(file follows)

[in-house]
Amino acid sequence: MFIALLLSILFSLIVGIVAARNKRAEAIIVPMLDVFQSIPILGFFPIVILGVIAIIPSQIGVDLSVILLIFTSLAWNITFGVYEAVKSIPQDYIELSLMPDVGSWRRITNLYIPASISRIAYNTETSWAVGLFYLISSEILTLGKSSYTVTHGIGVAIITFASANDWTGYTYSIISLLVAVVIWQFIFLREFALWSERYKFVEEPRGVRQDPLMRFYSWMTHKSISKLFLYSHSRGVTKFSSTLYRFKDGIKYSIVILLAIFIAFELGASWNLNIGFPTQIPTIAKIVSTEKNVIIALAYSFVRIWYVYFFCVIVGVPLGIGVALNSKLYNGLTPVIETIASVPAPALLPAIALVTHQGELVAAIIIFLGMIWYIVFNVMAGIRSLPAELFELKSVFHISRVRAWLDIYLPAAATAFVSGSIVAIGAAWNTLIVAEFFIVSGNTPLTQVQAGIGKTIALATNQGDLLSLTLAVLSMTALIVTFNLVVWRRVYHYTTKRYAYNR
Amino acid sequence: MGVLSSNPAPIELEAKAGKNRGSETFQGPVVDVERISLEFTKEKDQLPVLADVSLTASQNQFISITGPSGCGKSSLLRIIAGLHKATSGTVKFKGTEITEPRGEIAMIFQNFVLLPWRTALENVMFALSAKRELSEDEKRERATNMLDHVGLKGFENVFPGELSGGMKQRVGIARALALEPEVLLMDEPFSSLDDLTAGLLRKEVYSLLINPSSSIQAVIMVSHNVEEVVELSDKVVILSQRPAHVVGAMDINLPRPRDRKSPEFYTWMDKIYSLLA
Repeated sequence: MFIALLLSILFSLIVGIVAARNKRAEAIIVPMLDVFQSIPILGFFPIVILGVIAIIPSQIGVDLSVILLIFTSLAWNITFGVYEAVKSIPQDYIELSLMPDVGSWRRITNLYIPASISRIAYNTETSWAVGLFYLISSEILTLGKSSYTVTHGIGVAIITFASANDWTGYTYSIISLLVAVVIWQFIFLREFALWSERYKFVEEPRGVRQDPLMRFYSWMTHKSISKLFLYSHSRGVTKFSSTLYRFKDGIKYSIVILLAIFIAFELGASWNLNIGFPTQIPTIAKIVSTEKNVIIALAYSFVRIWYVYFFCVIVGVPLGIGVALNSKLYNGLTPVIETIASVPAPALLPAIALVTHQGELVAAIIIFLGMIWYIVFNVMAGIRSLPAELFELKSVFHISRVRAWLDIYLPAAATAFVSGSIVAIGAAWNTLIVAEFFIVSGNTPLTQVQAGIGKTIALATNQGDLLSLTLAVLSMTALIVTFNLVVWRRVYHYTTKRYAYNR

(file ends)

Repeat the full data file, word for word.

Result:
[in-house]
Amino acid sequence: MFIALLLSILFSLIVGIVAARNKRAEAIIVPMLDVFQSIPILGFFPIVILGVIAIIPSQIGVDLSVILLIFTSLAWNITFGVYEAVKSIPQDYIELSLMPDVGSWRRITNLYIPASISRIAYNTETSWAVGLFYLISSEILTLGKSSYTVTHGIGVAIITFASANDWTGYTYSIISLLVAVVIWQFIFLREFALWSERYKFVEEPRGVRQDPLMRFYSWMTHKSISKLFLYSHSRGVTKFSSTLYRFKDGIKYSIVILLAIFIAFELGASWNLNIGFPTQIPTIAKIVSTEKNVIIALAYSFVRIWYVYFFCVIVGVPLGIGVALNSKLYNGLTPVIETIASVPAPALLPAIALVTHQGELVAAIIIFLGMIWYIVFNVMAGIRSLPAELFELKSVFHISRVRAWLDIYLPAAATAFVSGSIVAIGAAWNTLIVAEFFIVSGNTPLTQVQAGIGKTIALATNQGDLLSLTLAVLSMTALIVTFNLVVWRRVYHYTTKRYAYNR
Amino acid sequence: MGVLSSNPAPIELEAKAGKNRGSETFQGPVVDVERISLEFTKEKDQLPVLADVSLTASQNQFISITGPSGCGKSSLLRIIAGLHKATSGTVKFKGTEITEPRGEIAMIFQNFVLLPWRTALENVMFALSAKRELSEDEKRERATNMLDHVGLKGFENVFPGELSGGMKQRVGIARALALEPEVLLMDEPFSSLDDLTAGLLRKEVYSLLINPSSSIQAVIMVSHNVEEVVELSDKVVILSQRPAHVVGAMDINLPRPRDRKSPEFYTWMDKIYSLLA
Repeated sequence: MFIALLLSILFSLIVGIVAARNKRAEAIIVPMLDVFQSIPILGFFPIVILGVIAIIPSQIGVDLSVILLIFTSLAWNITFGVYEAVKSIPQDYIELSLMPDVGSWRRITNLYIPASISRIAYNTETSWAVGLFYLISSEILTLGKSSYTVTHGIGVAIITFASANDWTGYTYSIISLLVAVVIWQFIFLREFALWSERYKFVEEPRGVRQDPLMRFYSWMTHKSISKLFLYSHSRGVTKFSSTLYRFKDGIKYSIVILLAIFIAFELGASWNLNIGFPTQIPTIAKIVSTEKNVIIALAYSFVRIWYVYFFCVIVGVPLGIGVALNSKLYNGLTPVIETIASVPAPALLPAIALVTHQGELVAAIIIFLGMIWYIVFNVMAGIRSLPAELFELKSVFHISRVRAWLDIYLPAAATAFVSGSIVAIGAAWNTLIVAEFFIVSGNTPLTQVQAGIGKTIALATNQGDLLSLTLAVLSMTALIVTFNLVVWRRVYHYTTKRYAYNR